Natural gas cash prices on the national level slipped an average of 2 cents Tuesday as most points across the nation came off by a few pennies with the exception of those in the Rocky Mountains, which remained relatively flat. At the close of futures trading May had managed a gain of 2.3 cents to $4.160 and June added 2.0 cents to $4.188. May crude oil gained a penny to $88.72/bbl.

“We are about out of storage, but it looks like there will be more normal temperatures next week, said a Midwest utility buyer.

Rebuilding supplies is now a top priority. “I would think that prices should stay pretty strong just because everyone is in the same situation we are in and need to store gas,” the buyer said. “Everyone has drained their storage and there isn’t much else to do but buy.”

The buyer said the company was burning about 120,000 Dt/d with the cold weather. “It’s a strong day and we were only planning on doing about 60,000 Dt. April is beginning to look as strong [volumes] as March.”

Cool temperatures don’t seem ready to make room for spring anytime soon. Tom Skilling of the Chicago Weather Center forecast a high of just 48 for the Windy City Wednesday, 11 degrees below normal. “Showers and occasional thunderstorms are increasing and coverage and intensity from the south. The heaviest and most numerous downpours are likely to reach the city and areas north during the afternoon and evening. East to northeast winds 12-24 mph.”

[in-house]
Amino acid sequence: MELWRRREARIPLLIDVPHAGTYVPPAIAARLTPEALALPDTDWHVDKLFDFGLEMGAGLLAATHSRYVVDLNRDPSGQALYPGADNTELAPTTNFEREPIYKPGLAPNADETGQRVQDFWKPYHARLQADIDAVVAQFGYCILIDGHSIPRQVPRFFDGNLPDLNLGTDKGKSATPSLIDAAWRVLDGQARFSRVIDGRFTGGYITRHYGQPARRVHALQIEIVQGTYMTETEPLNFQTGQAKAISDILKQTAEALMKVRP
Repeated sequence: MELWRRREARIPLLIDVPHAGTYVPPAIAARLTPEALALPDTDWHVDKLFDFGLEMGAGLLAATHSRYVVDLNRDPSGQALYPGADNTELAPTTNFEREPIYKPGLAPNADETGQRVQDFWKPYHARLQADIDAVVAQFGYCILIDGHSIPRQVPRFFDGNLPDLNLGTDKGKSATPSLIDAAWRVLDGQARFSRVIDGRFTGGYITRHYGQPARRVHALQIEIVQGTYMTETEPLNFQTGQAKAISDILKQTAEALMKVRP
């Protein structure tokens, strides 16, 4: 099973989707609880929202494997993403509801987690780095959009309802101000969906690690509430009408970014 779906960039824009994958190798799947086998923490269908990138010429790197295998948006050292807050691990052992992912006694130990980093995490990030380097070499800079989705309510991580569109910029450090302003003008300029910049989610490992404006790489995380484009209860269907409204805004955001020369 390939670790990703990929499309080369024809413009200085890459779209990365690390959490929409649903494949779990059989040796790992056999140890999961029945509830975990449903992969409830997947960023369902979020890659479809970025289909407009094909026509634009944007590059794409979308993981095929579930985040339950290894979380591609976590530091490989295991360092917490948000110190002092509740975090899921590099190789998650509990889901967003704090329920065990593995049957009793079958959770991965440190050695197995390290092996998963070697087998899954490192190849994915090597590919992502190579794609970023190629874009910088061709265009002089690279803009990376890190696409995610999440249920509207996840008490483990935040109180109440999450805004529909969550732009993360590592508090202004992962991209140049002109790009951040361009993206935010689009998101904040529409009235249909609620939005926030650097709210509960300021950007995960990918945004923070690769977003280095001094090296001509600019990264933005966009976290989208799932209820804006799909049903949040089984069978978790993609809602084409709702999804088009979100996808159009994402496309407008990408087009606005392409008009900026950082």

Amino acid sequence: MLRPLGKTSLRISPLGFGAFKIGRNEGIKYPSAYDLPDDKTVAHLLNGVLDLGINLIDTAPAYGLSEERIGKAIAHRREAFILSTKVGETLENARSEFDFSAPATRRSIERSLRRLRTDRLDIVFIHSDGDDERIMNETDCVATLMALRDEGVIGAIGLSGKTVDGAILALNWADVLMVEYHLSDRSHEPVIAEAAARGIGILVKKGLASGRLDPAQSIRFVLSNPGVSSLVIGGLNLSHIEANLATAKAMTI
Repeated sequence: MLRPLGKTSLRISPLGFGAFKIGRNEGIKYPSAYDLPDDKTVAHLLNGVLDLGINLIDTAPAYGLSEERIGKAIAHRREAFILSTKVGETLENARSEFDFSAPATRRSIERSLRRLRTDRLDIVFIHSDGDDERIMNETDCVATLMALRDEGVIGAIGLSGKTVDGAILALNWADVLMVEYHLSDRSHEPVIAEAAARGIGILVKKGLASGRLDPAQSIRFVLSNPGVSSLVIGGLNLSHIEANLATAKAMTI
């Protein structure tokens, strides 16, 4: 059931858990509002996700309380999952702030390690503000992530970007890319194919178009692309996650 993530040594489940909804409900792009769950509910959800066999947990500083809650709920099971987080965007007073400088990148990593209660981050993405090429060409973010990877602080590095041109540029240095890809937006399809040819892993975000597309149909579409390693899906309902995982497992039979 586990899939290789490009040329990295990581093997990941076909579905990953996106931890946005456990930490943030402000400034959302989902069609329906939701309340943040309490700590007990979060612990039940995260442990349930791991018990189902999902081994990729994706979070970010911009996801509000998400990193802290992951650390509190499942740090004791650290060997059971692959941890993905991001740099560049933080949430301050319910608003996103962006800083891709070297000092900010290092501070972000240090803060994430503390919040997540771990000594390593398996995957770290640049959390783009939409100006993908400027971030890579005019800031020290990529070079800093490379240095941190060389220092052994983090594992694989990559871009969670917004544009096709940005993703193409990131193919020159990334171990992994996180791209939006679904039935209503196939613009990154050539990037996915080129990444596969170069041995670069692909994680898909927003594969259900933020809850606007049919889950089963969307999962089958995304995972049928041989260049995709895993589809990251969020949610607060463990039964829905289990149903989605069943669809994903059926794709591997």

Other cities in the Midwest were expected to stay cool as well. forecast that Tuesday’s high of 48 in Minneapolis was expected to fall to 38 Wednesday before climbing back up to 44 on Thursday. The normal high in the Twin Cities this time of year is 58. Omaha’s high reading of 50 Tuesday was forecast to ease to 48 Wednesday before easing further to 44 on Thursday. The seasonal high in Omaha is 64.

Quotes on Northern Natural Ventura fell 3 cents to $4.21, and at Demarcation gas was quoted at $4.25, unchanged. Deliveries on Alliance slipped 6 cents to $4.24, and at the Chicago Citygates next-day deliveries came in at $4.31, 2 pennies higher. Gas on Michcon was seen at $4.47, down a penny.

Not only will the buyer have to tap into a market that doesn’t seem ready to forsake persistent cool temperatures, but he will be competing with buyers to offset nuclear power plant outages. According to NGI’s NRC Power Reactor Status Report, the amount of nuclear capacity offline was just a shade off the year’s highest figure posted Monday.